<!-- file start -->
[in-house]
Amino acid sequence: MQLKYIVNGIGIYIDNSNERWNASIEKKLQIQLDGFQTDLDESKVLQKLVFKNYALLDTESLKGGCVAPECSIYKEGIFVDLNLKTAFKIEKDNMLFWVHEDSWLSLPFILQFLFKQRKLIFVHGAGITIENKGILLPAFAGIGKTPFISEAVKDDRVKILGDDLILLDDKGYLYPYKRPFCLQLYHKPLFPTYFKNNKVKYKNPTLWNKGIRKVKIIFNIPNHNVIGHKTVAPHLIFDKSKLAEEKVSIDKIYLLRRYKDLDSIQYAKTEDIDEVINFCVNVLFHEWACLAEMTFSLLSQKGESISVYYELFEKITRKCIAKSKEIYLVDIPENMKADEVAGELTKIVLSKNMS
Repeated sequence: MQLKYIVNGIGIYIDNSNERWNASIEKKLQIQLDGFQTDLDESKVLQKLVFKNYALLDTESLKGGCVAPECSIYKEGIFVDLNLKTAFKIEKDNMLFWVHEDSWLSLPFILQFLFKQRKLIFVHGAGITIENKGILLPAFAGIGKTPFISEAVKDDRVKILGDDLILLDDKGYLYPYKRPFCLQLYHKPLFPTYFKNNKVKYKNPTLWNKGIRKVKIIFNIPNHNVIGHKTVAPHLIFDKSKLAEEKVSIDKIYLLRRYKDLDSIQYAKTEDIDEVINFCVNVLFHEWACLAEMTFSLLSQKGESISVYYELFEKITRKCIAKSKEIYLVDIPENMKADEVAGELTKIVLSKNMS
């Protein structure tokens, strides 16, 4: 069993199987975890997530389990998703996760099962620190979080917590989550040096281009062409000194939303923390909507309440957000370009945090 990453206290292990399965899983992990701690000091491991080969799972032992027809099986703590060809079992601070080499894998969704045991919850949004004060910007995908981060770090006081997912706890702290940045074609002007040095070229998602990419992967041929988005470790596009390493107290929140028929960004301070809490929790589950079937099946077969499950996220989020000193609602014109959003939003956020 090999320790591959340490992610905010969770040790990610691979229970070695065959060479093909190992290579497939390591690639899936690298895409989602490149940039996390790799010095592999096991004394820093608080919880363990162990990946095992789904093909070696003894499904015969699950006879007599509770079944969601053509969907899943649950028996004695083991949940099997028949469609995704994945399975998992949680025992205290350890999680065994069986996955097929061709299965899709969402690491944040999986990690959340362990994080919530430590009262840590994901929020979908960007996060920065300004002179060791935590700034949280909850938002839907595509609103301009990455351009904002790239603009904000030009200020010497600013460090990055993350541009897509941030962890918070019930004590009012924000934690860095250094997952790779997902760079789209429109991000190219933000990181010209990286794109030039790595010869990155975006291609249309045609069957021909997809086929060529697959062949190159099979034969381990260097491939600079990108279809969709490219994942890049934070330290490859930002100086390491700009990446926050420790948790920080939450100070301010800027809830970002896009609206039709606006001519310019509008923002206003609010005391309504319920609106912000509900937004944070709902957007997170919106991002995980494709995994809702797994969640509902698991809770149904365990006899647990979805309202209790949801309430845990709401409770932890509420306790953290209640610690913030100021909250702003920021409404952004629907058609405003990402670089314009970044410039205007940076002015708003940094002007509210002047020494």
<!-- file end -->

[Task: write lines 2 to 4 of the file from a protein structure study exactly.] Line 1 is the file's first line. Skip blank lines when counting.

Amino acid sequence: MQLKYIVNGIGIYIDNSNERWNASIEKKLQIQLDGFQTDLDESKVLQKLVFKNYALLDTESLKGGCVAPECSIYKEGIFVDLNLKTAFKIEKDNMLFWVHEDSWLSLPFILQFLFKQRKLIFVHGAGITIENKGILLPAFAGIGKTPFISEAVKDDRVKILGDDLILLDDKGYLYPYKRPFCLQLYHKPLFPTYFKNNKVKYKNPTLWNKGIRKVKIIFNIPNHNVIGHKTVAPHLIFDKSKLAEEKVSIDKIYLLRRYKDLDSIQYAKTEDIDEVINFCVNVLFHEWACLAEMTFSLLSQKGESISVYYELFEKITRKCIAKSKEIYLVDIPENMKADEVAGELTKIVLSKNMS
Repeated sequence: MQLKYIVNGIGIYIDNSNERWNASIEKKLQIQLDGFQTDLDESKVLQKLVFKNYALLDTESLKGGCVAPECSIYKEGIFVDLNLKTAFKIEKDNMLFWVHEDSWLSLPFILQFLFKQRKLIFVHGAGITIENKGILLPAFAGIGKTPFISEAVKDDRVKILGDDLILLDDKGYLYPYKRPFCLQLYHKPLFPTYFKNNKVKYKNPTLWNKGIRKVKIIFNIPNHNVIGHKTVAPHLIFDKSKLAEEKVSIDKIYLLRRYKDLDSIQYAKTEDIDEVINFCVNVLFHEWACLAEMTFSLLSQKGESISVYYELFEKITRKCIAKSKEIYLVDIPENMKADEVAGELTKIVLSKNMS
């Protein structure tokens, strides 16, 4: 069993199987975890997530389990998703996760099962620190979080917590989550040096281009062409000194939303923390909507309440957000370009945090 990453206290292990399965899983992990701690000091491991080969799972032992027809099986703590060809079992601070080499894998969704045991919850949004004060910007995908981060770090006081997912706890702290940045074609002007040095070229998602990419992967041929988005470790596009390493107290929140028929960004301070809490929790589950079937099946077969499950996220989020000193609602014109959003939003956020 090999320790591959340490992610905010969770040790990610691979229970070695065959060479093909190992290579497939390591690639899936690298895409989602490149940039996390790799010095592999096991004394820093608080919880363990162990990946095992789904093909070696003894499904015969699950006879007599509770079944969601053509969907899943649950028996004695083991949940099997028949469609995704994945399975998992949680025992205290350890999680065994069986996955097929061709299965899709969402690491944040999986990690959340362990994080919530430590009262840590994901929020979908960007996060920065300004002179060791935590700034949280909850938002839907595509609103301009990455351009904002790239603009904000030009200020010497600013460090990055993350541009897509941030962890918070019930004590009012924000934690860095250094997952790779997902760079789209429109991000190219933000990181010209990286794109030039790595010869990155975006291609249309045609069957021909997809086929060529697959062949190159099979034969381990260097491939600079990108279809969709490219994942890049934070330290490859930002100086390491700009990446926050420790948790920080939450100070301010800027809830970002896009609206039709606006001519310019509008923002206003609010005391309504319920609106912000509900937004944070709902957007997170919106991002995980494709995994809702797994969640509902698991809770149904365990006899647990979805309202209790949801309430845990709401409770932890509420306790953290209640610690913030100021909250702003920021409404952004629907058609405003990402670089314009970044410039205007940076002015708003940094002007509210002047020494």